Tell us about your Fringe show.
My Fringe show is about my career as a children's author and a night spent unsuccessfully babysitting my niece.
How does it feel to be playing the Fringe for the first time?
It's actually my fourth year in a row this year but first doing a solo show. It's certainly a lot harder work this year, there's no one to hide behind with a solo show.
Best live act seen at Fringe?
This year it has to be Alex Horne, his solo show is mind blowingly good. About ten years ago though I saw Flight of the Conchords in a 100 seater venue in Assembly and I was on the front row. That was pretty special and inspiring.
Best thing about the Fringe?
It's about a year's worth of experience crammed into 25 days. It makes you so much better and better shows mean happier audiences.
Worst thing about the Fringe?
Seeing great shows that aren't getting the audience they deserve. Maybe it's become too big, maybe some of the really famous acts are pulling audiences away from less well known acts I don't know. The Fringe should be a platform for talent but sometimes it feels like a bog full of mimes and a cappella pirates.
If you were not a performer/comedian what would you be doing?
I have a full time job working in TV so I'd be in an aggressively air conditioned room doing that.
What do your family think of your show?
They like it. I think I'm lucky in that they would tell me honestly if they didn't.
How do you combat pre-gig nerves?
I have a few superstitions. I don't like to have anything in my pockets and a jumbo earl grey strikes the right balance between calm and caffeine for me.
Worst on stage experience?
Once did a gig in a nightclub where they literally stopped the music and said we're going to have some comedy now. All the people dancing were pretty annoyed and then I stood on a chair and told some jokes. Didn't even get paid.
How do you recover from a hefty heckle? Do you have a set of stock replies?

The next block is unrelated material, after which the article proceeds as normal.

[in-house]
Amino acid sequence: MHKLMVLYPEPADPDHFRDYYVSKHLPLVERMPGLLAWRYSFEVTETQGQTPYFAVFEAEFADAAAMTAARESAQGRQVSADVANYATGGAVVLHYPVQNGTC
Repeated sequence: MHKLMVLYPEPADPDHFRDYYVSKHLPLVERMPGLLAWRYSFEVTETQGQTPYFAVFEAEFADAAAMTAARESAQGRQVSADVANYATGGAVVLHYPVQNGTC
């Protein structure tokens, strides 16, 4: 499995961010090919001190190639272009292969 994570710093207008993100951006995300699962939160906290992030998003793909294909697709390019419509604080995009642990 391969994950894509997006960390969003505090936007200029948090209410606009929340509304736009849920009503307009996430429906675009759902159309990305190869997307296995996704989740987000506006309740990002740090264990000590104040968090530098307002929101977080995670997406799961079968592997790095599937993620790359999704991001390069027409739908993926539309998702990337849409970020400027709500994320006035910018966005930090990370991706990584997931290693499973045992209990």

Thankfully I've never had a really crushing one but I'm sure it'll happen someday. The best advice for heckles I think is to treat it like improv. Always agree with the person if you can then add something to flip the pressure round to them. I like interacting with the audience, there's something really special about the laughs you get for spontaneous humour.
What do you love about Scotland?
I love the borders. We used to have a little cottage near Kelso when I was growing up and I spent some idyllic times riding bikes, chasing pheasants and mucking around in rivers in some of the most beautiful landscape in the world.
What do you like about Edinburgh?
I love the sense of history about the place. The different levels, the winding passages and hidden stairways. It's such a dramatic city that hasn't so much taken over the landscape as had to fit around it incorporate it.
What's the most Scottish thing you've done?
Tried to gain independence from my parents for better or worse.
Who's your favourite Scottish comedian?
I'm a big fan of Larry Dean. I've gigged with him a couple of times and he's hilarious. Plus he's a lovely man, he once drove me home from Grantham when I really didn't have a lot of other options.
I'll give you the punchline from it...it's 'I'm a locksmith, and I'm a locksmith'. Google it. It comes from one of the greatest but under appreciated comedy shows of all time starring one of my absolute heroes Leslie Nielsen. Never fails to make me laugh.
See Jonny Lennard - Tale Blazer at the Assembly: George Square during the Edinburgh Festival Fringe until 25th August. For tickets visit www.assemblyfestival.com.